Strategy of ‘Action’?

Opposition seems to have lost desire to fight the Bharatiya Janata Party (BJP). Some people in the opposition camp are trying to whip a dying horse—Congress. But Rahul Gandhi’s continuous tirade against Prime Minister Modi is so ludicrous that even die-hard Congress supporters do not take it seriously anymore. Congress party still hopes, somewhat against hope, that it will be able to get back what it has lost-power-by assembling the heterogeneous elements called regional parties. The possibility of a grand alliance of opposition parties under the leadership of Congress with a common minimum programme against the BJP doesn’t look bright as the so-called regional outfits like the Congress are equally directionless. They don’t have any national vision. Nor do they really articulate regional aspirations. All of them resort to ad-hocism to remain in power and loot the exchequer while continually bargaining with the ruling dispensation at the centre over doles.

Congress being increasingly irrelevant in national politics is now talking about mass mobilisation against the BJP. But masses cannot react to their appeal unless they have any well-planned strategy of action to hit the basic issues that affect ordinary people. Issues that matter most to people are not on their agenda. They have failed to expose the out and out anti-people nature of the Modi government. And the Modis have nothing to lose so long as they agitate over secondary issues and that too sporadically.

All parties including the left parties periodically release press statements about unemployment without really developing any sustained movement to harass the government. Then price rise? Less said the better because they think they have nothing to do because it is a market phenomenon. In the last eight years, pulses have become costlier by 50 percent; vegetable prices have also increased by 25 to 30 percent. The prices of edible oil have increased by 90 percent and petrol, diesel and cooking gas have become 40 percent more expensive. In all fairness the economy is collapsing. It is unlikely that regional parties, most of them are ruling parties, in one or two states, will take to streets against unprecedented surge in inflation and price rise. The left too doesn’t take much interest in price rise issue as if it is as normal as anything else. It’s now history that one paise rise in tram fare galvanised the Communist Party of India to build a very powerful mass movement against the ruling Congress and the British owned tram company in Bengal in the ‘50s. Big business owned media houses are eloquent about Modi’s recent measure to cut prices of diesel and petrol slightly. The missing point is how they first increase prices abnormally and then reduce them a bit to hoodwink the people.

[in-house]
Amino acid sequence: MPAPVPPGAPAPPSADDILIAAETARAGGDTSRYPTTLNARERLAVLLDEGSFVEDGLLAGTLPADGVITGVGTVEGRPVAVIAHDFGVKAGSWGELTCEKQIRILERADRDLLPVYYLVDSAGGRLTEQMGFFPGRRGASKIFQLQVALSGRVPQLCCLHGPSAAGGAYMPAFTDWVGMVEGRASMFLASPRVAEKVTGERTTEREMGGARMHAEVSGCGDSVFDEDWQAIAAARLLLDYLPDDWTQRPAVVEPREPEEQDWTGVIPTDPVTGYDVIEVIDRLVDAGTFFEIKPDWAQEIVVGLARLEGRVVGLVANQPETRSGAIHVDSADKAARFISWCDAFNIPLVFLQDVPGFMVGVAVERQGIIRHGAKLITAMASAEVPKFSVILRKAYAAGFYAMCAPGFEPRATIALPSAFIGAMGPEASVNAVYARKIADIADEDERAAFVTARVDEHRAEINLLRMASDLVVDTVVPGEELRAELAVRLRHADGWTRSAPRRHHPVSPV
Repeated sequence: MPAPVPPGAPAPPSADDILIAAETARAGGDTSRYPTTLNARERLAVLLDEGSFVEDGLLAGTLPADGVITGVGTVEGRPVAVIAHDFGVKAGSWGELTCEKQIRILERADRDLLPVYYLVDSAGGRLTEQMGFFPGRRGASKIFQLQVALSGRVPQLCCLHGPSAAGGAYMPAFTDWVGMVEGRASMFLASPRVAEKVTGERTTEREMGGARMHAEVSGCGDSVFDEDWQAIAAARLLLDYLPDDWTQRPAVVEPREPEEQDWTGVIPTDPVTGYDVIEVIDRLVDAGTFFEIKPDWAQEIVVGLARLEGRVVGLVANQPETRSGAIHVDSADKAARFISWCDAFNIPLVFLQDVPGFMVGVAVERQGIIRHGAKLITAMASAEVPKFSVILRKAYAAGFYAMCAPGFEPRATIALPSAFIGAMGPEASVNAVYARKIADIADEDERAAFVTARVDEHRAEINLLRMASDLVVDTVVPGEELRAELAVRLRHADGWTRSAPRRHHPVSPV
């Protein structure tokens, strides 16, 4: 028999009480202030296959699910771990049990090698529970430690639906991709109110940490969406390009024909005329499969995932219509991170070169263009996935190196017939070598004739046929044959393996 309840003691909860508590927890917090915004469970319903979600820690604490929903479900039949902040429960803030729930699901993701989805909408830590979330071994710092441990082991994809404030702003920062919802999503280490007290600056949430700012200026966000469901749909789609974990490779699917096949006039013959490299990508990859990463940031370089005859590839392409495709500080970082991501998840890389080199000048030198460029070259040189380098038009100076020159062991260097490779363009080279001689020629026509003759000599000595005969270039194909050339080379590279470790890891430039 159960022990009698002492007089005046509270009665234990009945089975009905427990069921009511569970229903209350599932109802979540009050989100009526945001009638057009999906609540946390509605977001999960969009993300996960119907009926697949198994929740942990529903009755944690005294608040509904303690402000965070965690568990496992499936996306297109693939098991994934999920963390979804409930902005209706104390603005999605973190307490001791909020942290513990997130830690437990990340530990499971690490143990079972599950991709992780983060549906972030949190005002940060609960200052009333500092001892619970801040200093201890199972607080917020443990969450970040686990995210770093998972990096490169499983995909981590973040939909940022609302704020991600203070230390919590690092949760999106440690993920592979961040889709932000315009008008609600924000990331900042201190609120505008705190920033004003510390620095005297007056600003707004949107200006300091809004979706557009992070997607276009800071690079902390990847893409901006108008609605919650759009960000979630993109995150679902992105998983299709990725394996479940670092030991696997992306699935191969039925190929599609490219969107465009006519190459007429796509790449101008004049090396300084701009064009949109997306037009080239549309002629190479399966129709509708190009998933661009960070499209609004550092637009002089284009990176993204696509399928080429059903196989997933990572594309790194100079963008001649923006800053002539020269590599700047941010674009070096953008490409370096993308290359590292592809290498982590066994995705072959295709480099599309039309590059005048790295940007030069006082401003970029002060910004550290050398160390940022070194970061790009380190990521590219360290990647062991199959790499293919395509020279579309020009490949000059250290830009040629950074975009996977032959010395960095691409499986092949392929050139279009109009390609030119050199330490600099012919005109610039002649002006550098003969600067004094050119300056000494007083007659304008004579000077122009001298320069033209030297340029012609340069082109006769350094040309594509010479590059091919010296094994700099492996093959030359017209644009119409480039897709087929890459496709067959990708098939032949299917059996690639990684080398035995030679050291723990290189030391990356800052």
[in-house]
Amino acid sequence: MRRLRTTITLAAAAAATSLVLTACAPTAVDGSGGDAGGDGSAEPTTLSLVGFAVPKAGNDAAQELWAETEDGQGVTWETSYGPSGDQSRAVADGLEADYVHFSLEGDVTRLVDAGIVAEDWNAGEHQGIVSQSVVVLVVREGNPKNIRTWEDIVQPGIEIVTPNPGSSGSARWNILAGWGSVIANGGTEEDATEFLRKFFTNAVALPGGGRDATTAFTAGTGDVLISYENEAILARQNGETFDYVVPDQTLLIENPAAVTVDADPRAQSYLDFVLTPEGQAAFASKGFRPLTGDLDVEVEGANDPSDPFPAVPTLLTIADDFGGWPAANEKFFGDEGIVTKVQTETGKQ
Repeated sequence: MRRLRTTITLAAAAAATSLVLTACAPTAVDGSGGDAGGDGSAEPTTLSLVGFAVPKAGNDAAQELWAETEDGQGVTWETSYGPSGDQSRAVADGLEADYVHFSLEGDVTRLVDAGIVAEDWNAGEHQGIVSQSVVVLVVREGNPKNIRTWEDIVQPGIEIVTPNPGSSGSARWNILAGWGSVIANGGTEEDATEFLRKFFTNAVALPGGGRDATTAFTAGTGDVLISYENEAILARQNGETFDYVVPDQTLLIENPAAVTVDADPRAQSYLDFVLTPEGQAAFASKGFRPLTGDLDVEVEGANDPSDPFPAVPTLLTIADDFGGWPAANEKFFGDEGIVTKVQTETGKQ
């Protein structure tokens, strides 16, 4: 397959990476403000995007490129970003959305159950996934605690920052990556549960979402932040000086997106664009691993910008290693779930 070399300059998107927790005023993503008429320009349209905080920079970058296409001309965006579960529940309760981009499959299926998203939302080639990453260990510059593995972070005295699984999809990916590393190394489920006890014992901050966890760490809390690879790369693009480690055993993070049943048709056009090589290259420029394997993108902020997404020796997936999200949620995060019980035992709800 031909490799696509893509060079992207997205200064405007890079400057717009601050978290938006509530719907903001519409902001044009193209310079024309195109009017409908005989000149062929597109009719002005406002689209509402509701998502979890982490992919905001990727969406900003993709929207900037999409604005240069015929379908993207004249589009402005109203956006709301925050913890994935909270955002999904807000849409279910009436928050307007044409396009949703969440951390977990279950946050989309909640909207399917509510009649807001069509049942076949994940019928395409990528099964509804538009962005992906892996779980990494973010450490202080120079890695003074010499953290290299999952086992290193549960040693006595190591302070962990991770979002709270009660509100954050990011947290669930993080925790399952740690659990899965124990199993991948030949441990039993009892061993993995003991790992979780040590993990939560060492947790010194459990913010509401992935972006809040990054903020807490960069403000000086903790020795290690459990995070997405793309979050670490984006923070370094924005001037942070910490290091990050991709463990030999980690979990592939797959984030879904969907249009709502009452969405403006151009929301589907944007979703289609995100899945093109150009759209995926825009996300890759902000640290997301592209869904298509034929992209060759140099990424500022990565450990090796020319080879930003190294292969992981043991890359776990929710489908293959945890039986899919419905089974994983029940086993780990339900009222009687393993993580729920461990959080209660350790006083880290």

Today almost all media establishments are pro-government, rather pro-ruling parties. The way the temple-mosque tussle in Varanasi is being highlighted with partisan bias with a view to polarising public opinion on communal lines speaks volumes about who controls the media, particularly the electronic media. For all practical purposes BJP is in 100 percent control of media, of communication. And its frontal organisations are broadly in control of institutional framework of the country.

It’s sheer hypocrisy that Congress is talking about masses and mass action. They always talk in terms of voters, not people. It is next to impossible to fight BJP without challenging their economic policy which is a disaster. And the Gandhis cannot do it; they just play with the gallery to keep the saffron establishment in good humour.

What is urgently needed is to mobilise public opinion against the New Education Policy (NEP). The notorious NEP will completely ‘radicalise’ the existing education system much to the disadvantage of the weaker sections of population. The pattern of educational structure as it is today will be changed to such an extent that higher education will be a luxury for the broader section of society.

Congress is not a cadre-based party. Nor does it want to be one. They continue to harbour the illusion that their party is the only organisation that could facilitate a national challenge to the BJP both in terms of ideology and outreach. The reality is totally otherwise. It’s a national party without national appeal. Today it is more like a regional party, having no national agenda to attract people. It cannot fight BJP ideologically because it has no alternative ideology to offer. Their vague narrative about secularism has no taker. While BJP banks on divisive politics by systematically resorting to communal polarisation, dozens of regional parties that were born out of Congress are no less responsible for promoting divisive politics, helping BJP in the end. In truth BJP doesn’t face any serious challenge from any quarters. And Congress Party’s strategy of mass action against BJP is anything but smoke sans fire!


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Vol 54, No. 49, Jun 5 - 11, 2022